label is unhelpfulBMJ 2003; 327 doi: https://doi.org/10.1136/bmj.327.7421.986 (Published 23 October 2003) Cite this as: BMJ 2003;327:986
- Jos H Verbeek, occupational health physician (firstname.lastname@example.org)1
- Academic Medical Centre, Coronel Institute for Occupational and Environmental Health, PO Box 22700 Meibergdreef 15, Amsterdam, Netherlands
How useful is it to label a set of complaints as failed back surgery syndrome or post-discotomy syndrome? My view is that, far from improving a patient's condition, such a label may even play a part in its deterioration. Even the authors of articles who use these diagnostic terms admit that they are better avoided since they do not help to identify a cause or a treatment. After all, the only characteristics that these patients share are that they have been operated on for back pain and that non-specific back related complaints returned at some point after the operation.1–3 I prefer the term non-specific back pain because this provides us with …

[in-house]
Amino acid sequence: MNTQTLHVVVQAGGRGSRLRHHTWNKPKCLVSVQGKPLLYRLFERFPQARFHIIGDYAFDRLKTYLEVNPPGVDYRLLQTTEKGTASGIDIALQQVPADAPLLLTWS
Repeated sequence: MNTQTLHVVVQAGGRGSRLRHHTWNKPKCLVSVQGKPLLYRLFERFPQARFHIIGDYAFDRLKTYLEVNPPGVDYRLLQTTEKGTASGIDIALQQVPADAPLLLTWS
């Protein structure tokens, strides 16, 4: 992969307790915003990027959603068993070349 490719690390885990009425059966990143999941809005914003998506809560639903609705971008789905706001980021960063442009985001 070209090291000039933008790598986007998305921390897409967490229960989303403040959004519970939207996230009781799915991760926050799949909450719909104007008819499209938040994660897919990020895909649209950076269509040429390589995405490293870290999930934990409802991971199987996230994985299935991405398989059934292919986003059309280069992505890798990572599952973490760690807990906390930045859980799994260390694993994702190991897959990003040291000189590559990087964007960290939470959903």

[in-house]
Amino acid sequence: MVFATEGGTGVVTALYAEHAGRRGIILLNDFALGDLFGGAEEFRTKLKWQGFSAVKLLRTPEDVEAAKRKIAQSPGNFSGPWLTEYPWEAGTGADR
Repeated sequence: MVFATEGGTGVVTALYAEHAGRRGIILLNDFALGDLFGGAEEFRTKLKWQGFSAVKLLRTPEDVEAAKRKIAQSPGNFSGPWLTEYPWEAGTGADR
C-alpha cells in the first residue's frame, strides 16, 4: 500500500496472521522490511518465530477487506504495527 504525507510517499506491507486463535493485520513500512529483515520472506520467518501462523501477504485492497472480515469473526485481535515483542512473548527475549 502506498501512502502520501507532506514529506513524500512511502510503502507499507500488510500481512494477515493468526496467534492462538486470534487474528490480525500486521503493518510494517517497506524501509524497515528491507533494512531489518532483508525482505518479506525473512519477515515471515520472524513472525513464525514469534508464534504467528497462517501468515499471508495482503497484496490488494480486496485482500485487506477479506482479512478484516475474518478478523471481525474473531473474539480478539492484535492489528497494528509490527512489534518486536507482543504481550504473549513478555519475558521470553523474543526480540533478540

Log in using your username and password
Log in through your institution
Register for a free trial to thebmj.com to receive unlimited access to all content on thebmj.com for 14 days.
Sign up for a free trial